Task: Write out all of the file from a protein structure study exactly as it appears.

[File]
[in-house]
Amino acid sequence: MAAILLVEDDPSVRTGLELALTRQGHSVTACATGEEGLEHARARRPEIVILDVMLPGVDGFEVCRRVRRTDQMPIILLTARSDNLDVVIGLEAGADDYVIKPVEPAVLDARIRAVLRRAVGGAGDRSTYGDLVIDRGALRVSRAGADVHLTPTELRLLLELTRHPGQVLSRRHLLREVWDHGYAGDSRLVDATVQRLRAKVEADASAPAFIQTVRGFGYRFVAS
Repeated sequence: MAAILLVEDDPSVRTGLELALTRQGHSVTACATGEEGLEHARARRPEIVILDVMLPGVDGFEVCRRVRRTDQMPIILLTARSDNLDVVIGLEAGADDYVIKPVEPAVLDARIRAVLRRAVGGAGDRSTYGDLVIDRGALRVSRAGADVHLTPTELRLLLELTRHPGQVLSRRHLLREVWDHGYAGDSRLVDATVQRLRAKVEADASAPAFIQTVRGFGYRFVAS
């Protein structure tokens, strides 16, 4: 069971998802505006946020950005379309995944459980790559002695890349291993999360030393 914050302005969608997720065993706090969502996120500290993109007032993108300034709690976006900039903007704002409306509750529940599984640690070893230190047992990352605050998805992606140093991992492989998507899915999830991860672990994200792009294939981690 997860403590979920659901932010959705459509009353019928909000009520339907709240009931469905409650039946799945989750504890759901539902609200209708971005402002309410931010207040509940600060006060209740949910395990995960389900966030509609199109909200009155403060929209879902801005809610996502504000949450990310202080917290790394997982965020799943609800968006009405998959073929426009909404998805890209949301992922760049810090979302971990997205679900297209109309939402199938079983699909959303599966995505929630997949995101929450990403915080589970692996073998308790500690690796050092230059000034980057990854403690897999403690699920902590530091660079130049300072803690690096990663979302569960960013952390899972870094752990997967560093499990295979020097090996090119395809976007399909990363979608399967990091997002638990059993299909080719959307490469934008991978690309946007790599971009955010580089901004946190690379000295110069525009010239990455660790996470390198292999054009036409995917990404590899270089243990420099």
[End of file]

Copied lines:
[in-house]
Amino acid sequence: MAAILLVEDDPSVRTGLELALTRQGHSVTACATGEEGLEHARARRPEIVILDVMLPGVDGFEVCRRVRRTDQMPIILLTARSDNLDVVIGLEAGADDYVIKPVEPAVLDARIRAVLRRAVGGAGDRSTYGDLVIDRGALRVSRAGADVHLTPTELRLLLELTRHPGQVLSRRHLLREVWDHGYAGDSRLVDATVQRLRAKVEADASAPAFIQTVRGFGYRFVAS
Repeated sequence: MAAILLVEDDPSVRTGLELALTRQGHSVTACATGEEGLEHARARRPEIVILDVMLPGVDGFEVCRRVRRTDQMPIILLTARSDNLDVVIGLEAGADDYVIKPVEPAVLDARIRAVLRRAVGGAGDRSTYGDLVIDRGALRVSRAGADVHLTPTELRLLLELTRHPGQVLSRRHLLREVWDHGYAGDSRLVDATVQRLRAKVEADASAPAFIQTVRGFGYRFVAS
């Protein structure tokens, strides 16, 4: 069971998802505006946020950005379309995944459980790559002695890349291993999360030393 914050302005969608997720065993706090969502996120500290993109007032993108300034709690976006900039903007704002409306509750529940599984640690070893230190047992990352605050998805992606140093991992492989998507899915999830991860672990994200792009294939981690 997860403590979920659901932010959705459509009353019928909000009520339907709240009931469905409650039946799945989750504890759901539902609200209708971005402002309410931010207040509940600060006060209740949910395990995960389900966030509609199109909200009155403060929209879902801005809610996502504000949450990310202080917290790394997982965020799943609800968006009405998959073929426009909404998805890209949301992922760049810090979302971990997205679900297209109309939402199938079983699909959303599966995505929630997949995101929450990403915080589970692996073998308790500690690796050092230059000034980057990854403690897999403690699920902590530091660079130049300072803690690096990663979302569960960013952390899972870094752990997967560093499990295979020097090996090119395809976007399909990363979608399967990091997002638990059993299909080719959307490469934008991978690309946007790599971009955010580089901004946190690379000295110069525009010239990455660790996470390198292999054009036409995917990404590899270089243990420099």